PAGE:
- An effective regularizer is one that reduces variance significantly by not overly increasing the bias.
- The goal is to achieve a model of sufficient complexity to fit the training data but able to generalize to unseen data.

I. Goodfellow and Y. Bengio and A. Courville. Deep Learning.. MIT Press. 2016.

- Parameter regularization is implemented by adding a parameter norm penalty \(\Omega(\theta)\) to the objective function \(J\).
- The regularized objective function \(\tilde{J}\) is defined as:

\[ \tilde{J}(\theta;{\bf{X}},y) = J(\theta;{\bf{X}},y) + \alpha \, \Omega(\theta), \]

where \(\alpha \in [0,\infty] \) is a hyperparameter that weights the relative contribution of \(\Omega(\theta)\) relative to \( J(\theta;{\bf{X}},y) \).

I. Goodfellow and Y. Bengio and A. Courville. Deep Learning.. MIT Press. 2016.

- The \(L^2\) parameter regularization adds a regularization term of the form \(\Omega(\theta) =\frac{1}{2} \Vert \theta \Vert_2^2 \).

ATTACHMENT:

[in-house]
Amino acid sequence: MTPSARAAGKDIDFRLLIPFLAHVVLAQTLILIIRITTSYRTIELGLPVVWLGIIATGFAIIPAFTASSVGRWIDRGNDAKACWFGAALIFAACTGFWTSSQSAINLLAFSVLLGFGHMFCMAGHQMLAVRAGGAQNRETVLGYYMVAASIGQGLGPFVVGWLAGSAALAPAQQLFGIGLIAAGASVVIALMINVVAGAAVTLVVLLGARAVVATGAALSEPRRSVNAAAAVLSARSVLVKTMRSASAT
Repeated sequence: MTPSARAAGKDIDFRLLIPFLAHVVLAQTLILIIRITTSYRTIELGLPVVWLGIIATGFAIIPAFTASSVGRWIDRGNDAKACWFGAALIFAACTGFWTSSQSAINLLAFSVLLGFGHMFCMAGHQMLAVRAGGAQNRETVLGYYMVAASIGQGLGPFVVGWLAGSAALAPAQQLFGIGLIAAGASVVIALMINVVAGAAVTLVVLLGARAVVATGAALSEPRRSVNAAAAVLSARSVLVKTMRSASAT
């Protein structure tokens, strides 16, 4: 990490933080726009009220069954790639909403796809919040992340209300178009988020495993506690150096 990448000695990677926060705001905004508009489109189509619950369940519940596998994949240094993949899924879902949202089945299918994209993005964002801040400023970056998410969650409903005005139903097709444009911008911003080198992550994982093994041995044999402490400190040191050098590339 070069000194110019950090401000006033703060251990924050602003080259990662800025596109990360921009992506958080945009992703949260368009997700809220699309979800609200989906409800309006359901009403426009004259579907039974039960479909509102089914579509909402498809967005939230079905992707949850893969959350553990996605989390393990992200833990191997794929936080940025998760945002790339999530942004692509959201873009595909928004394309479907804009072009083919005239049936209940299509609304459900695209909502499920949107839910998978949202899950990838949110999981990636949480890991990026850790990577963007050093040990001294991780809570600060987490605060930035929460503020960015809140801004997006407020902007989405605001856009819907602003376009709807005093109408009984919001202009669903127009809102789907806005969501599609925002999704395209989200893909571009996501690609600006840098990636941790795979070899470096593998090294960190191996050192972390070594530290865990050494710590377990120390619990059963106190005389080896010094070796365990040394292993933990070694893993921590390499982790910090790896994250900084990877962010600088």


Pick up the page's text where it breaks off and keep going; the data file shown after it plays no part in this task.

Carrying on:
- \(L^2\) adds squared magnitude of coefficient as penalty term.
- In neural networks, usually regularization is applied to the weights of network, i.e., \( \theta = w \).
- A regularized model of this type has the form:

\[ \tilde{J}(\theta;{\bf{X}},y) = J(\theta;{\bf{X}},y) + \frac{\alpha}{2} w^{\top}w. \]

I. Goodfellow and Y. Bengio and A. Courville. Deep Learning.. MIT Press. 2016.

- The \(L^1\) parameter regularization adds a regularization term of the form:

\[ \Omega(\theta) = \Vert \theta \Vert_1 = \sum_i |w_i|. \] - A regularized model of this type has the form:

\[ \tilde{J}(\theta;{\bf{X}},y) = J(\theta;{\bf{X}},y) + \alpha \Vert \theta \Vert_1 \] - \(L^1\) adds absolute value of magnitude of coefficient as penalty term.
- \(L^1\) parameter regularization tends to produce more sparse solutions, i.e., some parameters have an optimal value of zero.

I. Goodfellow and Y. Bengio and A. Courville. Deep Learning.. MIT Press. 2016.